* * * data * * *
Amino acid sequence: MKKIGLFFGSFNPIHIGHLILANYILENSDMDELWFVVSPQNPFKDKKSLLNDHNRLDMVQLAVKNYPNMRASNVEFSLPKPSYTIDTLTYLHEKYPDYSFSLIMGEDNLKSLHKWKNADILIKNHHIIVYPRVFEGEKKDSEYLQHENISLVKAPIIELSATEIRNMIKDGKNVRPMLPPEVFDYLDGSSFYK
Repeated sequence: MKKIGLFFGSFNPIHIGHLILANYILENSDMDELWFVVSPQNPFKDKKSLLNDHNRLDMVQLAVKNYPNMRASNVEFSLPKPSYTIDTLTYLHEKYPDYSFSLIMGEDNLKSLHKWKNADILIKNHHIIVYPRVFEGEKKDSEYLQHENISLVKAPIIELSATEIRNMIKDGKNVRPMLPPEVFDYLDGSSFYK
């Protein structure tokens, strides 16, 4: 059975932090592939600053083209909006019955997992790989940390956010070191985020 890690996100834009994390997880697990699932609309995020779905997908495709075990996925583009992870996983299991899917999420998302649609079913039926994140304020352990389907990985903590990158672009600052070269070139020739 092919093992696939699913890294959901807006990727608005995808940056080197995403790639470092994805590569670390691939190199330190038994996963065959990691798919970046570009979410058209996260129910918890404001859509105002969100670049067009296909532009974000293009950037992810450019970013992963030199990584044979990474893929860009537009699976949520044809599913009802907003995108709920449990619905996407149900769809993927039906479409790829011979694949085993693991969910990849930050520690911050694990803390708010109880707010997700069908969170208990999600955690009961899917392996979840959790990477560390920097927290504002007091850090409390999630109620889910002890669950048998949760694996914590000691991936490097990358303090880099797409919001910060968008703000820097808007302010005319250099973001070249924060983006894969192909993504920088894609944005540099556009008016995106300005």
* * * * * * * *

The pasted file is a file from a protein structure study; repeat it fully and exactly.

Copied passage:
Amino acid sequence: MKKIGLFFGSFNPIHIGHLILANYILENSDMDELWFVVSPQNPFKDKKSLLNDHNRLDMVQLAVKNYPNMRASNVEFSLPKPSYTIDTLTYLHEKYPDYSFSLIMGEDNLKSLHKWKNADILIKNHHIIVYPRVFEGEKKDSEYLQHENISLVKAPIIELSATEIRNMIKDGKNVRPMLPPEVFDYLDGSSFYK
Repeated sequence: MKKIGLFFGSFNPIHIGHLILANYILENSDMDELWFVVSPQNPFKDKKSLLNDHNRLDMVQLAVKNYPNMRASNVEFSLPKPSYTIDTLTYLHEKYPDYSFSLIMGEDNLKSLHKWKNADILIKNHHIIVYPRVFEGEKKDSEYLQHENISLVKAPIIELSATEIRNMIKDGKNVRPMLPPEVFDYLDGSSFYK
């Protein structure tokens, strides 16, 4: 059975932090592939600053083209909006019955997992790989940390956010070191985020 890690996100834009994390997880697990699932609309995020779905997908495709075990996925583009992870996983299991899917999420998302649609079913039926994140304020352990389907990985903590990158672009600052070269070139020739 092919093992696939699913890294959901807006990727608005995808940056080197995403790639470092994805590569670390691939190199330190038994996963065959990691798919970046570009979410058209996260129910918890404001859509105002969100670049067009296909532009974000293009950037992810450019970013992963030199990584044979990474893929860009537009699976949520044809599913009802907003995108709920449990619905996407149900769809993927039906479409790829011979694949085993693991969910990849930050520690911050694990803390708010109880707010997700069908969170208990999600955690009961899917392996979840959790990477560390920097927290504002007091850090409390999630109620889910002890669950048998949760694996914590000691991936490097990358303090880099797409919001910060968008703000820097808007302010005319250099973001070249924060983006894969192909993504920088894609944005540099556009008016995106300005």